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The autumn meadowhawk dragonfly is seen everywhere in Sanford.

Dragonflies Devour Mosquitoes in the Air and Water

Photo: Kevin McKeon

By Kevin McKeon, Maine Master Naturalist

At least 158 species of dragonflies have been documented in Maine, comprising nearly 36% of the total number of species identified thus far in North America. So it’s no surprise that while walking the many trails in Sanford, you’ll see dragonflies chasing one of their favorite foods — mosquitoes. But they eat most of these pests during their life cycle as underwater nymphs, called naiads.

Around midsummer, after mating, female dragonflies flit and hover over bodies of water, dipping in their abdomens to lay eggs. In about a week the eggs hatch. The naiads spend up to six years in the water, eating mosquito larvae, various nymphs – even small fish and tadpoles. Their lower jaw reaches out and opens up sideways, snatching prey into their mouths. They chase prey by sucking water into their abdomen and then spitting it out.

Some species molt up to 17 times. During its final molt, the naiad crawls up the bank or vegetation where, after metamorphosis, it emerges from a split in its back as an adult dragonfly. Its body and wings are very soft, but after 12 hours or so of pumping itself up, it will be able to fly. A few days later its 2- to 5-inch-long long body will continue to harden and take on the bright colors of its species. Watch a video here.

Living on every continent except Antarctica, some adult dragonflies live for only a few weeks, while others live up to a year, hunting flies, mosquitoes and midges. Their arms slant upward, forming a type of basket and enabling them to scoop their prey and eat during flight. Dragonflies help humans by controlling populations of pest insects, especially those that threaten us most, such as mosquitoes and biting flies. A single dragonfly can eat hundreds of mosquitoes per day.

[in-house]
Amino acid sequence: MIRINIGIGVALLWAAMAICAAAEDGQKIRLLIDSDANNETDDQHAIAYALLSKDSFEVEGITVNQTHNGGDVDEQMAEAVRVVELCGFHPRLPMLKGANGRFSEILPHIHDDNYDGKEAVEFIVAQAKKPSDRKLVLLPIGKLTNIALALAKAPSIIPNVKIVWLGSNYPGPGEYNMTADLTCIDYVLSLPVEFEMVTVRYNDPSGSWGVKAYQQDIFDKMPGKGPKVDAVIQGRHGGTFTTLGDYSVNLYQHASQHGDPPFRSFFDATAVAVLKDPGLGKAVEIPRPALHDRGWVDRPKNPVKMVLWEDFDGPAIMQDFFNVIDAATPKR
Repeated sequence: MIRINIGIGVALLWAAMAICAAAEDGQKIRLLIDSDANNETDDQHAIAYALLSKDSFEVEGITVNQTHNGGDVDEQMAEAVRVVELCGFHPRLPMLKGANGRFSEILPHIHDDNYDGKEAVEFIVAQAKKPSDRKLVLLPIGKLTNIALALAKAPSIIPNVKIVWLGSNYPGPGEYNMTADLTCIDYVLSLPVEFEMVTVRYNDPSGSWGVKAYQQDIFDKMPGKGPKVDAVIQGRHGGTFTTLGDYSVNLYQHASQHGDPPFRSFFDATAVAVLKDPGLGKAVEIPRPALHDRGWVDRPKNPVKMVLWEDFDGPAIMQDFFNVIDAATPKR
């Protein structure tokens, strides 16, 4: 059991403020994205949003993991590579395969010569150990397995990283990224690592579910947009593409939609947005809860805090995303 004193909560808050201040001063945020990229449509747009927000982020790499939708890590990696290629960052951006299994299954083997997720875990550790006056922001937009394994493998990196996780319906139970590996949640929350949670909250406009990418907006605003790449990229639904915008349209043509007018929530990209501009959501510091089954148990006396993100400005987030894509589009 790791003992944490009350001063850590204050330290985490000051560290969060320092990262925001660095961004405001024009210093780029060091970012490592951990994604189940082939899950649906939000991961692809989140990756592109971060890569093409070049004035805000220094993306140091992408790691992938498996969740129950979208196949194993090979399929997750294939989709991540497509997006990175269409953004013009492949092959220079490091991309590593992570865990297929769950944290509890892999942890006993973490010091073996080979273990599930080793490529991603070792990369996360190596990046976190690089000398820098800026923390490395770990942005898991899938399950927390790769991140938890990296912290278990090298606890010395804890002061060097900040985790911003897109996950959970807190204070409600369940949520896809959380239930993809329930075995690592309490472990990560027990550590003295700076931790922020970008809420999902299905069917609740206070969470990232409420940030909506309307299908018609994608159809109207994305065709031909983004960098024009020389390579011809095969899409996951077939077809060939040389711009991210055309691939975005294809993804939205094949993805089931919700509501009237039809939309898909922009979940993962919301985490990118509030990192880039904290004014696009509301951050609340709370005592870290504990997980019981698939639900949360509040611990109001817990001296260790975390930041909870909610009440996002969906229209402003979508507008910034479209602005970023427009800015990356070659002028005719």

Dragonflies were some of the first winged insects to evolve, some 300 million years ago, and grew to 2 feet long. The 5-inch giant darner, found in Central America and the U.S. Southwest, is the largest modern species. A dragonfly called the globe skinner has the longest migration of any insect, flying 11,000 miles back and forth across the Indian Ocean using monsoon winds in both directions. They’ve been recorded at over 19,500 feet above sea level. Some dragonflies can reach speeds of up to 35 miles an hour.

Dragonflies can be mistaken for damselflies, which are similar in body shape but a bit smaller, and have wings that are folded at rest, along or above their bodies, compared with the wings of most dragonflies, which are held flat and away from the body. Dragonflies are agile fliers, while damselflies have a weaker, fluttery flight.

Editor’s note: Did you see something unusual last time you were out in the woods? Were you puzzled or surprised by something you saw? Ask our “Out in the Woods” columnist Kevin McKeon. He’ll be happy to investigate and try to answer your questions. Email him directly at:

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